Editor’s note: For each of us involved in the cause, it started with someone — the reason we were compelled to get involved with the Pancreatic Cancer Action Network (PanCAN) and change the story of pancreatic cancer. Jann Skelton lost her husband, David, to pancreatic cancer in 2013. She and their children, Hannah, 16, and William, 13, are ardent volunteers and advocates. The three also began “David’s Daredevils” – currently the top fundraising team at PurpleStride New York City 2018. The team is more than halfway to its goal of $50,000.
Hannah and William, tell us about your “someone.”
Hannah: Our “someone” is our dad. He died in 2013 – he fought nine months and through it all had a positive outlook. But in the end, there just weren’t enough treatments available for him. I decided no one else should have to go through that and have been very involved with PanCAN ever since.
William: I was 7 when he was diagnosed. I’ll always remember him in the stands at my soccer games, watching me play. I have a picture that I keep in my room of him doing just that. I’m very lucky to have had him as a dad.
You’ll be at PurpleStride New York City on April 14 for the sixth year with your team, “David’s Daredevils” – love the name!
Jann: Its origin is interesting. I had been very involved with the Avon walk with my friend who had breast cancer. Our team was “Angela’s Angels.” When David was diagnosed with pancreatic cancer, we found PurpleStride New York, and my friend with breast cancer named our PurpleStride team, “David’s Daredevils.” We loved the alliteration of it. Now it’s about so much more than that.
Hannah: All these years later, I think our team name represents our perseverance.
How does PurpleStride inspire you?
Jann: At first it represented a place for the kids to remember their dad and for friends and family to join us. I was worried that interest would wane over time, but we have found the opposite to be true – people are even more supportive, and more people are joining our team whose own families have dealt with pancreatic cancer. We have a pancreatic cancer survivor on our team, as well. After the walk, we come to our house and have a big barbecue with friends and family, and it’s a beautiful remembrance of David.
Hannah: It’s a happy, positive environment and having everyone there for a common goal – to cure pancreatic cancer – is inspiring. It’s one of William’s and my favorite times of the year.
Hannah and William, why should young people embrace the pancreatic cancer cause?
Hannah: It’s a good leadership opportunity, but it can also give kids hope and it helps us support each other. After my dad died, I was paired up with a girl at the Avon walk whose mom had passed away, and it gave me hope that everything was going to be OK. I now have a friend whose dad is a pancreatic cancer survivor, and I want to be that person they can look up to, just like I had. I also reach out to kids at school who have been through a similar situation and leave the door open for them to talk to me if they would like. So it’s good for us all to support each other.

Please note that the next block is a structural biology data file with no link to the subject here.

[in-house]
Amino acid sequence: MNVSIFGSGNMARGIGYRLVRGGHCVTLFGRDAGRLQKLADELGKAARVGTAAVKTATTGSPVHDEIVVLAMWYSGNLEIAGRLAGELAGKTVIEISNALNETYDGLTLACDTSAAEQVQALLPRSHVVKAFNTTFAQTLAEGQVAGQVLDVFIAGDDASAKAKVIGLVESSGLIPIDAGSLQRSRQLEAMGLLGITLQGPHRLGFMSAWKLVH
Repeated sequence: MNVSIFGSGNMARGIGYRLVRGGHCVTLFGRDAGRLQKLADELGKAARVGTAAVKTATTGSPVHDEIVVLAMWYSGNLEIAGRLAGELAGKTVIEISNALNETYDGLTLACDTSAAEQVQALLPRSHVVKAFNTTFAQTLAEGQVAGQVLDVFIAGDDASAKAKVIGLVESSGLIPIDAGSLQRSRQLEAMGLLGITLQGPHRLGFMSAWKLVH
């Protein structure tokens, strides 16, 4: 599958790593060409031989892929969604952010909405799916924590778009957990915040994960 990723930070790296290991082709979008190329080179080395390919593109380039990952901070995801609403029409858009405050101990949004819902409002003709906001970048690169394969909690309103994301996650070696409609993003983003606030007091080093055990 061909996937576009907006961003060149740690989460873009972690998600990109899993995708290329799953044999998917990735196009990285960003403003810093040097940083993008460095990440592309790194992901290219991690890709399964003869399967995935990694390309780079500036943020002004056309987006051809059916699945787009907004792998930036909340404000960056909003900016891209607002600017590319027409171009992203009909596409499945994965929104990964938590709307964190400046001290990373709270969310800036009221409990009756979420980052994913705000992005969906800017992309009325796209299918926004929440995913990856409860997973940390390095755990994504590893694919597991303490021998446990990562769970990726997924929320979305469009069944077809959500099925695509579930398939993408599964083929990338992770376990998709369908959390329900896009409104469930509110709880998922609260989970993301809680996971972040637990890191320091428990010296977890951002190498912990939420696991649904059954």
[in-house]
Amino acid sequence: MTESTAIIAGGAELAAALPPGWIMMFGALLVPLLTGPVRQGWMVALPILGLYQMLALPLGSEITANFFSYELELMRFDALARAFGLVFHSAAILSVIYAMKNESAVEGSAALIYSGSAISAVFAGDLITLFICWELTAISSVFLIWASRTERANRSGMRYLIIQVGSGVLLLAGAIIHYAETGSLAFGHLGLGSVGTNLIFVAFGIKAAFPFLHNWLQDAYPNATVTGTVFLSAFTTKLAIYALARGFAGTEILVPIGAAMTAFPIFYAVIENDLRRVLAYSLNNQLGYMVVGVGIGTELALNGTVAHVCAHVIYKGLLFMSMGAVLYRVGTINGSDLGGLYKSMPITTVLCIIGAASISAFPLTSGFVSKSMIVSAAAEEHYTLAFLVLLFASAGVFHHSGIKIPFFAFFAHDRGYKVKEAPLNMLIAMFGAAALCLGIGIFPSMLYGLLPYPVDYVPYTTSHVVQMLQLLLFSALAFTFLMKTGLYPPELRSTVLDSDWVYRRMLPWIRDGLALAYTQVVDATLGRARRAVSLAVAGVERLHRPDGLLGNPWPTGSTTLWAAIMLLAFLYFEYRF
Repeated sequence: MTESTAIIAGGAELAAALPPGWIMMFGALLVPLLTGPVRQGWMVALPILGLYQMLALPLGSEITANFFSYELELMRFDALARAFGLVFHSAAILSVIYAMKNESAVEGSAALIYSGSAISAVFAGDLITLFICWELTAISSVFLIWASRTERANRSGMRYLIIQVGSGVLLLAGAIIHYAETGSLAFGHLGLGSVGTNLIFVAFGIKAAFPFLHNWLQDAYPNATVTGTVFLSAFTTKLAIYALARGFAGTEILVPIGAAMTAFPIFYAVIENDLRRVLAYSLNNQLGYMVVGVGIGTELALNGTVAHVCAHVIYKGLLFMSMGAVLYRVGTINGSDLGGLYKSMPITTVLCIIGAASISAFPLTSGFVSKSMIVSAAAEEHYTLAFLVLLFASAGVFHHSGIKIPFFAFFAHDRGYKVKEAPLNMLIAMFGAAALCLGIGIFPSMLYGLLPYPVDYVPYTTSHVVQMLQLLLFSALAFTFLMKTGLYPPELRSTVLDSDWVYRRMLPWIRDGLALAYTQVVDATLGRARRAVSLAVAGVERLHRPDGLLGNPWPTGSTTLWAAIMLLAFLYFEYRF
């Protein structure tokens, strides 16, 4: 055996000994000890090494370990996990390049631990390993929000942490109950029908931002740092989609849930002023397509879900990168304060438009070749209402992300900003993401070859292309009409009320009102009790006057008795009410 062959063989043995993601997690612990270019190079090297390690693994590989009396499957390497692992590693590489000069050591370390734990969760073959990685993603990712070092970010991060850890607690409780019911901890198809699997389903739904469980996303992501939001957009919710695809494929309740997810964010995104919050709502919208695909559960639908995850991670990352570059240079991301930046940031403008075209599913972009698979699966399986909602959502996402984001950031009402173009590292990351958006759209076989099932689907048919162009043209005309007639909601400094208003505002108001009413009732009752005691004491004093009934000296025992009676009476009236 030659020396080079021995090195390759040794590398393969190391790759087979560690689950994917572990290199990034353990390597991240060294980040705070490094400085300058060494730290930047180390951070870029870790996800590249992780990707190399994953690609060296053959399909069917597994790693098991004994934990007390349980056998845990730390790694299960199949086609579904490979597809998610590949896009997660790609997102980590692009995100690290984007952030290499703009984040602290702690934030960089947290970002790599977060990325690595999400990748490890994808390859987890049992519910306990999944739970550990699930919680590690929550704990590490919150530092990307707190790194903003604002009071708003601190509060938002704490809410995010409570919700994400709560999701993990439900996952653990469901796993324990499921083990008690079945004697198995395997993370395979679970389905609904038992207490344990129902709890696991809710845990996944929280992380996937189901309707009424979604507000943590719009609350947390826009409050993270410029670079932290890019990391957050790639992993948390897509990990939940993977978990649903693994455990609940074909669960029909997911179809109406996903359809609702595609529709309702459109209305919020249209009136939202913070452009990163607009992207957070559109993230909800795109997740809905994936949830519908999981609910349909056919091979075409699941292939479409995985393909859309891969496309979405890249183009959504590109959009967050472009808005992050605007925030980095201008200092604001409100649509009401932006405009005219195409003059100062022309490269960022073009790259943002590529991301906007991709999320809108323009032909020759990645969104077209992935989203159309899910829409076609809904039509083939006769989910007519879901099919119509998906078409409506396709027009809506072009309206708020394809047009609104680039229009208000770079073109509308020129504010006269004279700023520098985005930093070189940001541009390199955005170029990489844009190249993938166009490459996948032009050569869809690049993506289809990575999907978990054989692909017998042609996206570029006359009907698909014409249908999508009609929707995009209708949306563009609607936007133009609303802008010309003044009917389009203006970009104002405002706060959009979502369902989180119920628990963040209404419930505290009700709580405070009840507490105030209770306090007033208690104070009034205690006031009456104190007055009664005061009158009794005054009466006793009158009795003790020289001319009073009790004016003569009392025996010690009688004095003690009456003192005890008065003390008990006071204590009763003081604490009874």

William: I’ve helped get my school involved in fundraising for PanCAN, and the students seem to enjoy it. The principal put me in our “Student Spotlight” for a month. I’ve done different things to raise money – my duct tape fundraiser where kids bought pieces of tape that were used to tape me to a wall – that raised about $1,000. I also had a bake sale and asked my friends to help. Kids like to be part of things like this.
Jann: Seeing a community of children making a difference is so powerful. When the kids lost their dad, they felt like they were the only ones who had been through that. We went to our first Pancreatic Cancer Advocacy Day and seeing all the kids there participating was life-changing for them. Through PanCAN we have met an amazing community…as much as pancreatic cancer has taken from us, we have gained so much.
“David’s Daredevils” is in the lead for team fundraising. What has been most successful for you?
Jann: Often it’s simply asking friends and family to make a donation. As the kids mentioned, they’ve done projects at school. We’ve worked with local restaurants on a restaurant night where they give back a portion of proceeds. We have leveraged our connections for matching donations, as well. And Facebook is fantastic for getting the word out.
Hannah and William, how would your dad feel about your involvement in this cause?
Hannah: He would be very proud. When he was alive, everyone was so supportive and he was overwhelmed with all the love. He was so humble, so if he could hear what he meant to people, it would send him over the moon. He was not able to go to PurpleStride the first year we participated, but he was happy that we could go. He was like, “Wow, this is a great thing!”
William: My dad meant everything to me. I know he would be glad we’re doing something about this disease, and he would be happy to know the survival rate has gone up.
What word comes to mind when you think of him?
All: Definitely “love.” And “caring.”